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Rabbi Hillel’s Blog

Is Life’s Ḥanukkiah half-full or half-empty?

  • Posted on December 27, 2019
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Is Life’s Ḥanukkiah half-full or half-empty? In the Talmudic discussion about Ḥanukkah observance, there is an argument between the schools of Hillel and Shammai. Shammai’s school maintained that the Ḥanukkiah should be full, with eight candles, on the first night, and each subsequent night one candle should be removed. This, to signify that the miracle was running out. Hillel’s Continue Reading »

Ḥanukkah Gelt (or Guilt)

  • Posted on December 20, 2019
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Ḥanukkah Gelt (or Guilt) When we think of the Ḥanukkah celebration, the image of the Ḥanukkiah (menorah) comes to mind: starting with one candle on the first night, and working our way up to eight candles on the last night. But one can actually observe Ḥanukkah perfectly well without a Ḥanukkiah at all. Lighting candles lined up on a Continue Reading »

Faithful Cautious Optimism

  • Posted on December 11, 2019
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This week we read of the epic reunion of Jacob and Esau, after twenty years of separation. Commentaries assume that Jacob was returning because his mother had sent him a message saying that Esau had forgiven him, but we see from our Parasha that Jacob did not feel sufficiently confident to rely on her message. Continue Reading »

Sweet Dreams

  • Posted on December 5, 2019
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This week, we read about Jacob’s dream about a ladder standing on Earth and reaching Heaven. The Talmud teaches that Jacob dreamed this sleeping on the Temple Mount, and ‘coincidentally,’ as I write these thoughts before attempting to overcome jetlag and fall asleep myself, I am visiting my older children exactly 400 metres from that Continue Reading »

Esau’s Rehabilitation

  • Posted on November 29, 2019
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In our reading this week, our matriarch Rebecca learned that her older son Esau was plotting to kill her younger son, Jacob. She told Jacob to flee to her brother’s home in Ḥaran and wait there until Esau’s anger would subside, at which point she would send for him. Her pleading words to Jacob end Continue Reading »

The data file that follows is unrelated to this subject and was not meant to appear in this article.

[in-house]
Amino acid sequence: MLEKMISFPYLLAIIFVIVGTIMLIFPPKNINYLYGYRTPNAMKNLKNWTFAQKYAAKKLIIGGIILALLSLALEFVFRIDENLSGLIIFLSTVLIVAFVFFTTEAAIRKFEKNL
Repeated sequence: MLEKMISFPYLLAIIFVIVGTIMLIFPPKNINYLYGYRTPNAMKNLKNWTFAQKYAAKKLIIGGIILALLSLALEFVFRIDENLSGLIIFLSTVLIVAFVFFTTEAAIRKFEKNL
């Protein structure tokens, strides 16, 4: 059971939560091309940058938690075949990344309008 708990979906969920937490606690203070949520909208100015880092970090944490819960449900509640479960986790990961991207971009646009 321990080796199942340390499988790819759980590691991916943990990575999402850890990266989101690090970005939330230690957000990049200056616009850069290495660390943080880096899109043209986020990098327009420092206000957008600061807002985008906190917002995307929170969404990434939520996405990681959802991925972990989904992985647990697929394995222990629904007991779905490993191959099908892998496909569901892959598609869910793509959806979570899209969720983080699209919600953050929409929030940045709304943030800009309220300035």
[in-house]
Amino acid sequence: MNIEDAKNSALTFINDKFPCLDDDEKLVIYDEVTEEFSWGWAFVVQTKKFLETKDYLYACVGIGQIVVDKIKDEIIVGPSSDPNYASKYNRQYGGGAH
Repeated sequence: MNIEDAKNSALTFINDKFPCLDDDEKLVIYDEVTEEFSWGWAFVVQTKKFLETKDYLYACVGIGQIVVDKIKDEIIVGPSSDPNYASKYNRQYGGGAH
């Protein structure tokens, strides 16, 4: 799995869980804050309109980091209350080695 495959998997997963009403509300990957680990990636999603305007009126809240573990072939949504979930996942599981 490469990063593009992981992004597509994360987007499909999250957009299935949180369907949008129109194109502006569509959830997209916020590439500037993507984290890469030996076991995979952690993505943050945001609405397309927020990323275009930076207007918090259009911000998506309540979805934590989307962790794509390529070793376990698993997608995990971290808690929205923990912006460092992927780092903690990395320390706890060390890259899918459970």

Kindness First

  • Posted on November 22, 2019
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When Abraham had buried his wife Sarah and mourned for her appropriately, he turned his mind to caring for his son’s pressing need, and helped him find a wife. The local women were not appealing in Abraham’s or Isaac’s eyes, so they dispatched Abraham’s servant to Haran to see if any candidates could be found Continue Reading »

On Humans and Angels

  • Posted on November 15, 2019
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Our Torah portion opens with Abraham and Sarah being visited by three angels. At their first appearance, it says that “[Abraham] lifted his eyes and saw three people…” Initially Abraham and Sarah assumed they were human. Only later do Abraham and Sarah find out that they were angels. Upon leaving Abraham and Sarah’s tent, two Continue Reading »

Being a Blessing

  • Posted on November 7, 2019
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When God tells Abram (before his name was changed to Abraham) to leave his land, birthplace and father’s home and to go to the land which shall be indicated, God promises him, “I will make you into a great nation, I will bless you and magnify your name, and you shall be a blessing.”    Continue Reading »

Who is a real Tzaddik?

  • Posted on November 1, 2019
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While the Torah attests that Noah was a tzaddik – righteous – the Sages were conflicted over how righteous he really was. The verse says that he “was a righteous person in his generation” (Gen 6:9). Some Sages read this as a compliment: if he was righteous even in his unsavoury generation, how much more righteous would Continue Reading »

Keepers of Each Other

  • Posted on October 25, 2019
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When God asked Cain, “Where is Abel your brother,” Cain responded, “I do not know. Am I my brother’s keeper?” – a response that has achieved universal fame. An interesting part of this interaction is the way Cain lies to God and then throws the question back in God’s face. Knowing God is all-knowing and Continue Reading »